Ã¢â‚¬Å“Show me your teeth,Ã¢â‚¬Â the great naturalist Georges Cuvier is credited with saying, Ã¢â‚¬Å“and I will tell you who you are.Ã¢â‚¬Â In this shattering new work, veteran health journalist Mary Otto looks inside AmericaÃ¢â‚¬â„¢s mouth, revealing unsettling truths about our unequal society.
Teethtakes readers on a disturbing journey into AmericaÃ¢â‚¬â„¢s silent epidemic of oral disease, exposing the hidden connections between tooth decay and stunted job prospects, low educational achievement, social mobility, and the troubling state of our public health. OttoÃ¢â‚¬â„¢s subjects include the pioneering dentist who made Shirley Temple and Judy GarlandÃ¢â‚¬â„¢s teeth sparkle on the silver screen and helped create the all-American image of Ã¢â‚¬Å“pearly whitesÃ¢â‚¬Â; Deamonte Driver, the young Maryland boy whose tragic death from an abscessed tooth sparked congressional hearings; and a marketing guru who offers advice to dentists on how to push new and expensive treatments and how to keep Medicaid patients at bay.
In one of its most disturbing findings,Teethreveals that toothaches are not an occasional inconvenience, but rather a chronic reality for millions of people, including disproportionate numbers of the elderly and people of color. Many people, Otto reveals, resort to prayer to counteract the uniquely devastating effects of dental pain.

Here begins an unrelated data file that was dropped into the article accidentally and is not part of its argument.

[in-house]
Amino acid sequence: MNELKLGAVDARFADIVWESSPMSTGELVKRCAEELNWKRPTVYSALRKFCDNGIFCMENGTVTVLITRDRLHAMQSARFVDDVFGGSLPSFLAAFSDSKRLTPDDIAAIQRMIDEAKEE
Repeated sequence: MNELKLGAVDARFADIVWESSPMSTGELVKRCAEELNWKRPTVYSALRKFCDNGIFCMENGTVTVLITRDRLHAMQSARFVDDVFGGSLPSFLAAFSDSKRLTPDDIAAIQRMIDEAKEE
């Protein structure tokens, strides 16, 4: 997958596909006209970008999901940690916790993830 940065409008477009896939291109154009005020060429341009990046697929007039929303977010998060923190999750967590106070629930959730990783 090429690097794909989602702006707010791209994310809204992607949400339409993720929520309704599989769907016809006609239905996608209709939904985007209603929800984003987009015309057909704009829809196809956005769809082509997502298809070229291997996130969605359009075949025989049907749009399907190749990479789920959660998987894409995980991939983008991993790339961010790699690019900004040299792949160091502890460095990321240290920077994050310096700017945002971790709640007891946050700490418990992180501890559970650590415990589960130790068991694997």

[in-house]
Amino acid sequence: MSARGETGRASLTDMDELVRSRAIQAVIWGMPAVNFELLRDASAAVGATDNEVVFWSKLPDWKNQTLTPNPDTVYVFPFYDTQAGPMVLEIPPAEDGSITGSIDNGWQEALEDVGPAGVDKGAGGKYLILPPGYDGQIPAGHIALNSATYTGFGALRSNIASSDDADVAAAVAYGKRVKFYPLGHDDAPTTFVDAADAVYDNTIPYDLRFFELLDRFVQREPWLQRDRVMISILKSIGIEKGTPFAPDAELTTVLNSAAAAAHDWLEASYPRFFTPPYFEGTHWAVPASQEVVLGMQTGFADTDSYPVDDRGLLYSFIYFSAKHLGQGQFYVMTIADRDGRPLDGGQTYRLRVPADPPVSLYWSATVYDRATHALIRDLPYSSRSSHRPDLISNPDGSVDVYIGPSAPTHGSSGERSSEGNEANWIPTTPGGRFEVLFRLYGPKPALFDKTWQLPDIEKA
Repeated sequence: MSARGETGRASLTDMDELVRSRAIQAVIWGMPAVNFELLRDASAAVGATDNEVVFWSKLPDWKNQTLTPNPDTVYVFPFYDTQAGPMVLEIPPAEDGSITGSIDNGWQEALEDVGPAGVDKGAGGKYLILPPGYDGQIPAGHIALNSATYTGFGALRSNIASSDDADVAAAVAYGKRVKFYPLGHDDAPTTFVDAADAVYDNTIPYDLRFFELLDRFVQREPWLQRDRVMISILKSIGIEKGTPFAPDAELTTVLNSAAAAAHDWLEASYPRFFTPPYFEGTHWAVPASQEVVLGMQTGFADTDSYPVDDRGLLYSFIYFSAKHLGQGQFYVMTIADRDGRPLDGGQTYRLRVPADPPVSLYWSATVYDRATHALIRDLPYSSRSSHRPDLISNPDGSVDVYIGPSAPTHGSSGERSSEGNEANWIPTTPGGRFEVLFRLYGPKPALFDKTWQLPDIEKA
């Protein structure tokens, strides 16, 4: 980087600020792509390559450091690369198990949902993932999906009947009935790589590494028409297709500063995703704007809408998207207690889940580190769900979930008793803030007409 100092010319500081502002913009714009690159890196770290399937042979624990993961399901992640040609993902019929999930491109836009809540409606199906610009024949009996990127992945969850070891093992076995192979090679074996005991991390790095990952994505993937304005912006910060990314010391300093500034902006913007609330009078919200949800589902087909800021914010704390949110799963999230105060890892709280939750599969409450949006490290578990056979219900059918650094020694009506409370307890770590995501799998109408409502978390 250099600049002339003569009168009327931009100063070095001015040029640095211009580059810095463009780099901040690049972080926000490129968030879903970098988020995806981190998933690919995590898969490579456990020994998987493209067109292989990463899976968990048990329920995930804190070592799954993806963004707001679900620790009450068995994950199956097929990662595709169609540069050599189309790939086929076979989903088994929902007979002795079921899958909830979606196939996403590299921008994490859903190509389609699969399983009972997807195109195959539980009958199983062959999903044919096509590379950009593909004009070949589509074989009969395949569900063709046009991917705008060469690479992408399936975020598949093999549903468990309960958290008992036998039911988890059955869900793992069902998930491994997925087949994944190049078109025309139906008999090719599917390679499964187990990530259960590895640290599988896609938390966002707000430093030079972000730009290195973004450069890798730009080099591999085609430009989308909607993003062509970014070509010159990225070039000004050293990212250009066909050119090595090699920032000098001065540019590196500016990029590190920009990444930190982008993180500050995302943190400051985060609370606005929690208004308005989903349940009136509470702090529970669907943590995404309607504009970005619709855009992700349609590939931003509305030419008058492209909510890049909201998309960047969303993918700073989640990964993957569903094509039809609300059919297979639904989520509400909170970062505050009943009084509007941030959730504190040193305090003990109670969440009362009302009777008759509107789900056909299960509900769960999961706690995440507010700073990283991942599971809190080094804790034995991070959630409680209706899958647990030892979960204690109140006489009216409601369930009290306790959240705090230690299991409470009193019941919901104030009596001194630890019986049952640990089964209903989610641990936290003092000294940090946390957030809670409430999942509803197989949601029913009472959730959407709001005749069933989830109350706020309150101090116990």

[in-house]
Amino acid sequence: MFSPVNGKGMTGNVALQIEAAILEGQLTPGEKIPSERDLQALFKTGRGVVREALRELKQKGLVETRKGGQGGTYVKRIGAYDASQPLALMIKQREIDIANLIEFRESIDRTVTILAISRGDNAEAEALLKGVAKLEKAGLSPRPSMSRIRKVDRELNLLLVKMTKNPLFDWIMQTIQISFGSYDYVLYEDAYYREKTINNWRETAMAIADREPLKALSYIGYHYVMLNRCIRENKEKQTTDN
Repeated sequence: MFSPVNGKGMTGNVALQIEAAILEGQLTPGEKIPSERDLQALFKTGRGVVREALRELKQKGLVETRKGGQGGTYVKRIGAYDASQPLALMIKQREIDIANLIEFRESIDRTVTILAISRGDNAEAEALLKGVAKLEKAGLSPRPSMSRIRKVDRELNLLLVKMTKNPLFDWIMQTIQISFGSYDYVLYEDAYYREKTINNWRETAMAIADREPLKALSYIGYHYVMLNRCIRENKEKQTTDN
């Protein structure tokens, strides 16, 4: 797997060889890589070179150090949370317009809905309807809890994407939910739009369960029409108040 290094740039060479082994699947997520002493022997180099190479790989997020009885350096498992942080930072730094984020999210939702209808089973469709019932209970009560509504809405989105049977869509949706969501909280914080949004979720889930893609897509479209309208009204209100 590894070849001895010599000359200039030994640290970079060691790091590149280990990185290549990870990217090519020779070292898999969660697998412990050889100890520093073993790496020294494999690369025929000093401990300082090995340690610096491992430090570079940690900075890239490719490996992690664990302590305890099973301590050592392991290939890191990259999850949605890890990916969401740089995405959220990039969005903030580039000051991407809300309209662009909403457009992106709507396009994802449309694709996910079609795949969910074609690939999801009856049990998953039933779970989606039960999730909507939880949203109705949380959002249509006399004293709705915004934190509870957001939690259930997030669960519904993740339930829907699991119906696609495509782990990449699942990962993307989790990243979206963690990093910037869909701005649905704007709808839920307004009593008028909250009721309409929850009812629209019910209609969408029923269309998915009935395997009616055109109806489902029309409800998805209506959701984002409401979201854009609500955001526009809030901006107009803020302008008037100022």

Otto also goes back in time to understand the roots of our predicament in the history of dentistry, showing how it became separated from mainstream medicine, despite a century of growing evidence that oral health and general bodily health are closely related.
Muckraking and paradigm-shifting,Teethexposes for the first time the extent and meaning of our oral health crisis. It joins the small shelf of books that change the way we view society and ourselvesÃ¢â‚¬â€and will spark an urgent conversation about why our teeth matter.